TUNIS // The US secretary of state, Hillary Clinton, stepped into the cradle of Arab revolution yesterday, meeting Fouad Embazza, Tunisia's interim president, and other leaders to pledge support for democratic reform even as anti-US protest simmered in downtown Tunis, the capital.
"The revolution created so many hopes and now we have to translate those hopes into results and that comes through economic reform and political reform," Mrs Clinton said yesterday while touring Red Crescent offices in Tunis, Agence France-Presse reported.
Such reforms, however, when coupled with burgeoning Tunisian nationalism, present the United States with a tricky balancing act: supporting democratic transition without appearing to meddle in it.
John Entelis, the director of the Middle East Studies programme at New York's Fordham University, said: "Whether they can maintain that balancing act as things go forward is a big question. There is opposition to Clinton's visit, as you'd expect in an increasingly democratic society."
Hundreds of demonstrators had gathered in the main promenade of central Tunis for the past three days to protest against Mrs Clinton's visit, which they have described as US interference in Tunisia's home-grown revolution, which ousted the president, Zine el Abidine Ben Ali, in January. The government has promised elections in July to select a commission to draft a new constitution; for now, restrictions on free speech and political life have already been lifted.
Tunisia is Mrs Clinton's third and final stop on a tour this week to voice US support for North African revolts that have inspired similar calls for democratic reform across the Arab world.
On Wednesday, Mrs Clinton met Egyptian leaders and toured Cairo's Tahrir Square, the scene of weeks-long protests last month that toppled the former president Hosni Mubarak, who ruled Egypt for three decades.
"To see where this revolution happened and all that it has meant to the world is extraordinary for me," Mrs Clinton told reporters as she walked through the square.
Protests began in Tunisia in December after a Tunisian vegetable-seller named, Mohamed Bouazizi, set fire to himself after years of harassment by local authorities.
Those protests spiralled into calls for the departure of Mr Ben Ali, who abruptly fled the country in January after 23 years in power.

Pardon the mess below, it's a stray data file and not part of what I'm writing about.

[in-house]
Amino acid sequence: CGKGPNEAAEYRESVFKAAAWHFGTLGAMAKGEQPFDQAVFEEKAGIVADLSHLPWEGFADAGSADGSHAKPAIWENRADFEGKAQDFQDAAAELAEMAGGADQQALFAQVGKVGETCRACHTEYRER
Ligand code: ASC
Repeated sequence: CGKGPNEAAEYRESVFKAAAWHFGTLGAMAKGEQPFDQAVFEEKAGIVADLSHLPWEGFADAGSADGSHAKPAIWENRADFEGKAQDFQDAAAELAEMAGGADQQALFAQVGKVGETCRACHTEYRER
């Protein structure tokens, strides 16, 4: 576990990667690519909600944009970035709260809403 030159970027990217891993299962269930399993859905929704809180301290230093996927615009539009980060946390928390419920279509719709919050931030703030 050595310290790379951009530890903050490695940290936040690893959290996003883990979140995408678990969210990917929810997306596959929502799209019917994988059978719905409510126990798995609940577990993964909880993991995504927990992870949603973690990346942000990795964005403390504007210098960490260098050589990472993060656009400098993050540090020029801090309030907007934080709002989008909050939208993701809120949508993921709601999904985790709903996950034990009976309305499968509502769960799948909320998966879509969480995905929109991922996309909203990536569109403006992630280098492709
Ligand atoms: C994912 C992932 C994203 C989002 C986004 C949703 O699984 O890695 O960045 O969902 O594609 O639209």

Within weeks of his ouster, Tunisian publishing houses issued titles such as The Revolution of the Brave, available in Tunis bookshops. Graffiti and political posters have rebranded a roundabout in central Tunis to commemorate the revolution; a film biopic of Bouazizi is in the works.
Such pride sometimes translates into mixed feelings towards the United States, viewed by many Arabs as a democratic model at home whose foreign policy interests have often run counter to democratic aspirations abroad.
"I'd like exchange of people and culture, but nothing at the political level," said Azyz Amamy, 28, a pro-democracy blogger detained for his writing during the final weeks of Mr Ben Ali's rule. Mr Amamy has long harboured scepticism of US foreign policy, which deepened with the televised spectacle of US soldiers marching through Baghdad after the invasion of Iraq in 2003. "I'll never erase that image from my mind."
However, Mr Amamy will also never forget Mark Zuckerberg, the creator of Facebook, an online tool that proved instrumental in powering Tunisia's revolution by allowing activists to get around state controls on media.
Mr Amamy wants to see more US investment and people to people exchanges, and aspires to launch a Tunisian edition of MAD Magazine, a satirical cartoon-based periodical headquartered in New York.
For her part, Mrs Clinton said the US would offer several hundred million dollars in economic aid to help Tunisia create badly needed jobs, and pledged yesterday to send delegates to an international donors conference expected in the coming months.
"We want to know what Tunisia wants. We don't want to come in and say here's what the United States believes," she said, according to Agence France-Presse.
Mr Entelis said enhancing economic and cultural exchange is an opportunity for the US "to demonstrate that not all foreign relations - especially in the Middle East and North Africa - have to be about security."